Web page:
Writings that make a difference in people’s lives
Marian Yim ‘79
“What do you “do” with an English major?” says Marian Yim, “You learn to listen carefully and deeply and to read between the lines. You articulate what others feel but can’t express. You use language to persuade others to do what needs to be done. I never wrote a novel. Instead I wrote legal briefs and pleadings and contracts and lectures and executive summaries and resolutions and charters and fundraising letters. Things happened because of these writings that made a difference in people’s lives.’
Marian traces the difference in her own life to the words of writer-in-residence, Leslie Marmon Silko, a Native American writer from Tucson, Arizona, whom she befriended while at VC. Silko enchanted Marian with her stories about life and people of the desert. “Coming from the tall forests of the Northwest,” Marian says, “I did not plan or imagine then that I would be spending the next thirty years of my life in a place that looked like Mars. Every summer when the monsoon rains come, I still think about Leslie’s description of the dry earth bursting into bloom and the smell of the creosote.”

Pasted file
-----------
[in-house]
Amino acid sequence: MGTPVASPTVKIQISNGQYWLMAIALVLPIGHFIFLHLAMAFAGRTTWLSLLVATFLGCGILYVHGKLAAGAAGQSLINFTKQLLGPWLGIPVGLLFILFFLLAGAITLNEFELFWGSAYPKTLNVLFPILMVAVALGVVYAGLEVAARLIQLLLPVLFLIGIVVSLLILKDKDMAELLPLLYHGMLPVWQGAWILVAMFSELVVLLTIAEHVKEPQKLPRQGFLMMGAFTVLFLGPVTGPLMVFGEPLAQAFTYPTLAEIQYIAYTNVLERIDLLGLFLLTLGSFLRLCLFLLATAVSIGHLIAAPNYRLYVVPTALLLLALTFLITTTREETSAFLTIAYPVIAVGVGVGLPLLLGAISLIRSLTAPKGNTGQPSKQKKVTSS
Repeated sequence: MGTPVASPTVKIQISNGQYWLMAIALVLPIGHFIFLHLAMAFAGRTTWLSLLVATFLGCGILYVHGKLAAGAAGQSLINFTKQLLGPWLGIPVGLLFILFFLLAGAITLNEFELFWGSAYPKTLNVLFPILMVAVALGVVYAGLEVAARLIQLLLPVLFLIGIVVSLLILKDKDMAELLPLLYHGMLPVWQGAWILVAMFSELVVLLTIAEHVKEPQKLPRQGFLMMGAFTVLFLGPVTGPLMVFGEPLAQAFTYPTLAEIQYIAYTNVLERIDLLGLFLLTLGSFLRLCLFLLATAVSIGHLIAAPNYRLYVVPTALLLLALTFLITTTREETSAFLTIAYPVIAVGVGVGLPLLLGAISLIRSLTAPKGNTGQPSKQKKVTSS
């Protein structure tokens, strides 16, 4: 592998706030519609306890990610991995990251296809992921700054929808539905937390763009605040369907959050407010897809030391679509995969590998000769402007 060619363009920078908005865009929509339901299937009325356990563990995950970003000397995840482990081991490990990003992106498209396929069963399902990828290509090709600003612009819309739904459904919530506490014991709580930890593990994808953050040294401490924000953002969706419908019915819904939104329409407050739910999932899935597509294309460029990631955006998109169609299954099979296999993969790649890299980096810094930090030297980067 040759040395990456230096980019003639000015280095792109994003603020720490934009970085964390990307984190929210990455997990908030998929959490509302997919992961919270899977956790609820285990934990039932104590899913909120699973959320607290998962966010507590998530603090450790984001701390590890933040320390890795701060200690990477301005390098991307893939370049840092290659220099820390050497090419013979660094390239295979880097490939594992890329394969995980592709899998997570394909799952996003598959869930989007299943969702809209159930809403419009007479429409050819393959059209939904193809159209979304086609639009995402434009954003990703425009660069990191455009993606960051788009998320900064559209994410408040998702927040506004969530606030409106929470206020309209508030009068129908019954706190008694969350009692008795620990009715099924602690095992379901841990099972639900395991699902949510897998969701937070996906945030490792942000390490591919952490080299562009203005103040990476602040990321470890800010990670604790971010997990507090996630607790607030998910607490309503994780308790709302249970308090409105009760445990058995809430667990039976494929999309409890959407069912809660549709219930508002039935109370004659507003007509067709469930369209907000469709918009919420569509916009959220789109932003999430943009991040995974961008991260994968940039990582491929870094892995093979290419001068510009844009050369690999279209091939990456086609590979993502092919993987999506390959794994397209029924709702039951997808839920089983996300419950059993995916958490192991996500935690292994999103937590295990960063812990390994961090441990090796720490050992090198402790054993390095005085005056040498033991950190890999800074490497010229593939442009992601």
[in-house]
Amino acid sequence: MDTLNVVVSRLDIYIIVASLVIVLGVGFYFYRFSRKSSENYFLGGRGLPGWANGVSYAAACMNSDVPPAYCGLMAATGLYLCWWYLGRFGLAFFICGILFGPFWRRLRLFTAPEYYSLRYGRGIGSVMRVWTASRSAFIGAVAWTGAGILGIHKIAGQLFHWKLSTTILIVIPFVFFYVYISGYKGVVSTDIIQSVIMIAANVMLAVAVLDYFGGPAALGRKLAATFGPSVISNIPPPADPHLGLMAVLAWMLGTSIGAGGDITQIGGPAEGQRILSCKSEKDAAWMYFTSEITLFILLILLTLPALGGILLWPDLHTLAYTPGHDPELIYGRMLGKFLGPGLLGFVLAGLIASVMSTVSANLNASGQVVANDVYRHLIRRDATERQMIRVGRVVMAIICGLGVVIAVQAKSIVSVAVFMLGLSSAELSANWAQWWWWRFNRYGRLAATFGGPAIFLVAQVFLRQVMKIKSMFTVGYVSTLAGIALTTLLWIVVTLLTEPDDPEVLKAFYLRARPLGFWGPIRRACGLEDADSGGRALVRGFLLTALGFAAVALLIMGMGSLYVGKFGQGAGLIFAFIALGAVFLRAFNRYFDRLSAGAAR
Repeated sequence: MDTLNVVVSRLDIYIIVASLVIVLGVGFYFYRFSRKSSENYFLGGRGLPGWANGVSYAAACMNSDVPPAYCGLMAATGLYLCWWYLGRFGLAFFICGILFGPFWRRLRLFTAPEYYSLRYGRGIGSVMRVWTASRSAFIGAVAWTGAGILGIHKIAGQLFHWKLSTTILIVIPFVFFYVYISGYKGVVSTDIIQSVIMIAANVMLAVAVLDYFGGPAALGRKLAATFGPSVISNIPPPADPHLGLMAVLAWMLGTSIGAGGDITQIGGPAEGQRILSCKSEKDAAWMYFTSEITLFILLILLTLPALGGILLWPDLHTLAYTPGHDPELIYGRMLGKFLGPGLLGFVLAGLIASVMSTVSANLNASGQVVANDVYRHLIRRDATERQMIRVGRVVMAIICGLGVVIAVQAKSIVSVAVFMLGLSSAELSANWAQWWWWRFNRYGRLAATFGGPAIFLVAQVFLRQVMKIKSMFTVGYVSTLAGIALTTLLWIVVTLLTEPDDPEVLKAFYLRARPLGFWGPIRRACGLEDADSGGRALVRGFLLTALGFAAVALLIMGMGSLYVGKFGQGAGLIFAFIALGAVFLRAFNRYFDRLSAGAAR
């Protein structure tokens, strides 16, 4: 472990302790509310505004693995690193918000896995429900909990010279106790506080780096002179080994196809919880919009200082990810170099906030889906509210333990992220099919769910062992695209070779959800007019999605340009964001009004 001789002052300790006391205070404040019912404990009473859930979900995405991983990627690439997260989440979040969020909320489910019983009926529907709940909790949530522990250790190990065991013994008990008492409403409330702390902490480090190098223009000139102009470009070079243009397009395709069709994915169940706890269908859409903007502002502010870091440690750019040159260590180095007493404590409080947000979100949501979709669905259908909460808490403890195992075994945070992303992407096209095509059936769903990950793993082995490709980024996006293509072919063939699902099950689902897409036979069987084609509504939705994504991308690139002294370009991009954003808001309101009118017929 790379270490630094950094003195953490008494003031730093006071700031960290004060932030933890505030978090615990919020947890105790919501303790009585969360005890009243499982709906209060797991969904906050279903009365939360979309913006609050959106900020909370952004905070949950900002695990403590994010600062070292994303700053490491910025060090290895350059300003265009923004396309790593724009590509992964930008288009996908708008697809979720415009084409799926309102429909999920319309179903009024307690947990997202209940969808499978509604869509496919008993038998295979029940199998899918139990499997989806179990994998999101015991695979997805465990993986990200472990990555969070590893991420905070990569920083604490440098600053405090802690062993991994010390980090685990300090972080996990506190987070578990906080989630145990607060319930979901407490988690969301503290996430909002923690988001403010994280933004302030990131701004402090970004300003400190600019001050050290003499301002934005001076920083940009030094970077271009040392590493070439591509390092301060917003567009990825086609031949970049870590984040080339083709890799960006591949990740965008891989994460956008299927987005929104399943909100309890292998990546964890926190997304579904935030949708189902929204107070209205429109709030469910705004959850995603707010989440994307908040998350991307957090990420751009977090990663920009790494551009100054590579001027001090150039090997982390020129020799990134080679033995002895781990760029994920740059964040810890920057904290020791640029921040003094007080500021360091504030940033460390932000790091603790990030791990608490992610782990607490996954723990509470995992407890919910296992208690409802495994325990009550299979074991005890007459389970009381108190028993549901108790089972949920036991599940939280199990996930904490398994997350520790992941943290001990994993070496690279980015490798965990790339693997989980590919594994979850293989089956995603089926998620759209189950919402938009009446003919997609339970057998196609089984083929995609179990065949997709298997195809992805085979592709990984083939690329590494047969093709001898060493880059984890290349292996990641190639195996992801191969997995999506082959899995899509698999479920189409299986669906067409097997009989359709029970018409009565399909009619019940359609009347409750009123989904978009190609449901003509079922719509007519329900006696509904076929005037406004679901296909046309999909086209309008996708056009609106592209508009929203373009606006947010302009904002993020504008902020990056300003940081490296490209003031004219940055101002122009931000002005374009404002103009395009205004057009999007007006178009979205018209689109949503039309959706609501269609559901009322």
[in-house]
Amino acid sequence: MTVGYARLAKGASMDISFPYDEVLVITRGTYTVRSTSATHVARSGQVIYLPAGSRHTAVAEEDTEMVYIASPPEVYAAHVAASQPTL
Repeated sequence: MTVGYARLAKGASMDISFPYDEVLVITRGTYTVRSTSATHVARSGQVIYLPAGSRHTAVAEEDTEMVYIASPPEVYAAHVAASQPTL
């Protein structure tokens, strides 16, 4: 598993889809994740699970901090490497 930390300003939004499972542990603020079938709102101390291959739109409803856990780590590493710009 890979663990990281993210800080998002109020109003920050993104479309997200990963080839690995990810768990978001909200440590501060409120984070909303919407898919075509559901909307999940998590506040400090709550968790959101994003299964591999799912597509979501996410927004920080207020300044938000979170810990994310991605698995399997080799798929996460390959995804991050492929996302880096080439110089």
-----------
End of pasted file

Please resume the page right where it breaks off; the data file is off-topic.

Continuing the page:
It is fair to say that Marian has made this world bloom as well. After law school at Cornell, she married and “sought a Sun Belt career in Phoenix, Arizona” where she was an Assistant Attorney General , Staff Attorney for the Arizona Supreme Court, an Adjunct Law Professor at the Sandra Day O’Connor College of Law, and Counsel to the Mayor of Phoenix. Appointed to the Arizona Board of Executive Clemency in 2006, she listens to the stories of “killers, drug addicts and child molesters” as well as those of their victims and families, “witnessing firsthand the drama of real life.”
Because she was the first Asian-American female in each professional position she has held, Marian “felt a strong desire to promote diversity and cultural competence.’ As Founding President of the Arizona Asian American Bar Association she established scholarships, training programs, and community assistance projects. She has promoted diversity and equal justice through leadership positions in the National Asian Pacific American Bar Association and the American Bar Association and continues to serve on local civic boards addressing education, civil rights, and economic development.